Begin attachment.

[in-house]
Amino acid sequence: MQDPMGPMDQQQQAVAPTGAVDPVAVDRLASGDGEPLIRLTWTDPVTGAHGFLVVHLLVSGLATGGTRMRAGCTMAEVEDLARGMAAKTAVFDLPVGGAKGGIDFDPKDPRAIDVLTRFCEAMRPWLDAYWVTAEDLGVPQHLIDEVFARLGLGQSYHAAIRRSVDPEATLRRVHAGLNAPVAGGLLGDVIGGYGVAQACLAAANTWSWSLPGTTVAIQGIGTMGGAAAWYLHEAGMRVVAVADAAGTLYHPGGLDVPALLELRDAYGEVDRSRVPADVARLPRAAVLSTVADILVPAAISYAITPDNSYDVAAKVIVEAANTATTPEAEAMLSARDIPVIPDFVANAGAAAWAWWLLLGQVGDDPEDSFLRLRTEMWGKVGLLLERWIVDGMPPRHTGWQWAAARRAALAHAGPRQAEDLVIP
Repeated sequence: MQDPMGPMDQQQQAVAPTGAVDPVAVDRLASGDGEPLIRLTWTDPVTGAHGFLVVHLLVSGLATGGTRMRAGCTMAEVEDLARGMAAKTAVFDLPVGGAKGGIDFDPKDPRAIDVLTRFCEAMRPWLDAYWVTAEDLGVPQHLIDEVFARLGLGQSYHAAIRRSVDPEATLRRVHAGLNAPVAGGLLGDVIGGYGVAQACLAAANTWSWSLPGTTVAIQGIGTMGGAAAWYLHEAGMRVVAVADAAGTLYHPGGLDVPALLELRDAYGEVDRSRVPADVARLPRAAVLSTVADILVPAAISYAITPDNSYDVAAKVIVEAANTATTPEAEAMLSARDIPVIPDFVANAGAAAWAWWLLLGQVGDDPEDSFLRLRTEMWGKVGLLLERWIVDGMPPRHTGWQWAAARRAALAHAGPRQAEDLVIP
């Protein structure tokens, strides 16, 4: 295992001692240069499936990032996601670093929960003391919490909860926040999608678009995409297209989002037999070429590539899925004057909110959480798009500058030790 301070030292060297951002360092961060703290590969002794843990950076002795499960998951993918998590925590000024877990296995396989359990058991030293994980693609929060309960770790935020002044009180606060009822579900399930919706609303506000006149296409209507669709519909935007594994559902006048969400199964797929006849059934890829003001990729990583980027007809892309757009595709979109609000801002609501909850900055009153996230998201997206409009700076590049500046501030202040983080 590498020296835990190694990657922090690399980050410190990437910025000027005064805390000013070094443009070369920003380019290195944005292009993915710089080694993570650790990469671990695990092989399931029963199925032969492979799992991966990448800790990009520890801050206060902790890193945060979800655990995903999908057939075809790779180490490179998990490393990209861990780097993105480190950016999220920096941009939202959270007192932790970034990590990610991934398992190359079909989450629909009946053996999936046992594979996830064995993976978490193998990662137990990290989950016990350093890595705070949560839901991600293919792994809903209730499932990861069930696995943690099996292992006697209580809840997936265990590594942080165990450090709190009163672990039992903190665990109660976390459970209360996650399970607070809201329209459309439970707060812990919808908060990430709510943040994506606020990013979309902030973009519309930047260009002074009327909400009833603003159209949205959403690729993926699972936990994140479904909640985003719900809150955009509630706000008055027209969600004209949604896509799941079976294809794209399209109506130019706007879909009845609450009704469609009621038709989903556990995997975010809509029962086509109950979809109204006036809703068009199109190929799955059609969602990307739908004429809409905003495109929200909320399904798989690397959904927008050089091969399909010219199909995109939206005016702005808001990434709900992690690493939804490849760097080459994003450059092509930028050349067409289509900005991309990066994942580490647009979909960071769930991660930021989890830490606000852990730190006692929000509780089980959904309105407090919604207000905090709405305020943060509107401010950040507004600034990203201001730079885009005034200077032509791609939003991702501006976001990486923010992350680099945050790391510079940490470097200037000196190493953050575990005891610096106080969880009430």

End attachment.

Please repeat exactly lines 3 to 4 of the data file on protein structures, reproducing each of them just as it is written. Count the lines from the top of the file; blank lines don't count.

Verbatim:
Repeated sequence: MQDPMGPMDQQQQAVAPTGAVDPVAVDRLASGDGEPLIRLTWTDPVTGAHGFLVVHLLVSGLATGGTRMRAGCTMAEVEDLARGMAAKTAVFDLPVGGAKGGIDFDPKDPRAIDVLTRFCEAMRPWLDAYWVTAEDLGVPQHLIDEVFARLGLGQSYHAAIRRSVDPEATLRRVHAGLNAPVAGGLLGDVIGGYGVAQACLAAANTWSWSLPGTTVAIQGIGTMGGAAAWYLHEAGMRVVAVADAAGTLYHPGGLDVPALLELRDAYGEVDRSRVPADVARLPRAAVLSTVADILVPAAISYAITPDNSYDVAAKVIVEAANTATTPEAEAMLSARDIPVIPDFVANAGAAAWAWWLLLGQVGDDPEDSFLRLRTEMWGKVGLLLERWIVDGMPPRHTGWQWAAARRAALAHAGPRQAEDLVIP
């Protein structure tokens, strides 16, 4: 295992001692240069499936990032996601670093929960003391919490909860926040999608678009995409297209989002037999070429590539899925004057909110959480798009500058030790 301070030292060297951002360092961060703290590969002794843990950076002795499960998951993918998590925590000024877990296995396989359990058991030293994980693609929060309960770790935020002044009180606060009822579900399930919706609303506000006149296409209507669709519909935007594994559902006048969400199964797929006849059934890829003001990729990583980027007809892309757009595709979109609000801002609501909850900055009153996230998201997206409009700076590049500046501030202040983080 590498020296835990190694990657922090690399980050410190990437910025000027005064805390000013070094443009070369920003380019290195944005292009993915710089080694993570650790990469671990695990092989399931029963199925032969492979799992991966990448800790990009520890801050206060902790890193945060979800655990995903999908057939075809790779180490490179998990490393990209861990780097993105480190950016999220920096941009939202959270007192932790970034990590990610991934398992190359079909989450629909009946053996999936046992594979996830064995993976978490193998990662137990990290989950016990350093890595705070949560839901991600293919792994809903209730499932990861069930696995943690099996292992006697209580809840997936265990590594942080165990450090709190009163672990039992903190665990109660976390459970209360996650399970607070809201329209459309439970707060812990919808908060990430709510943040994506606020990013979309902030973009519309930047260009002074009327909400009833603003159209949205959403690729993926699972936990994140479904909640985003719900809150955009509630706000008055027209969600004209949604896509799941079976294809794209399209109506130019706007879909009845609450009704469609009621038709989903556990995997975010809509029962086509109950979809109204006036809703068009199109190929799955059609969602990307739908004429809409905003495109929200909320399904798989690397959904927008050089091969399909010219199909995109939206005016702005808001990434709900992690690493939804490849760097080459994003450059092509930028050349067409289509900005991309990066994942580490647009979909960071769930991660930021989890830490606000852990730190006692929000509780089980959904309105407090919604207000905090709405305020943060509107401010950040507004600034990203201001730079885009005034200077032509791609939003991702501006976001990486923010992350680099945050790391510079940490470097200037000196190493953050575990005891610096106080969880009430």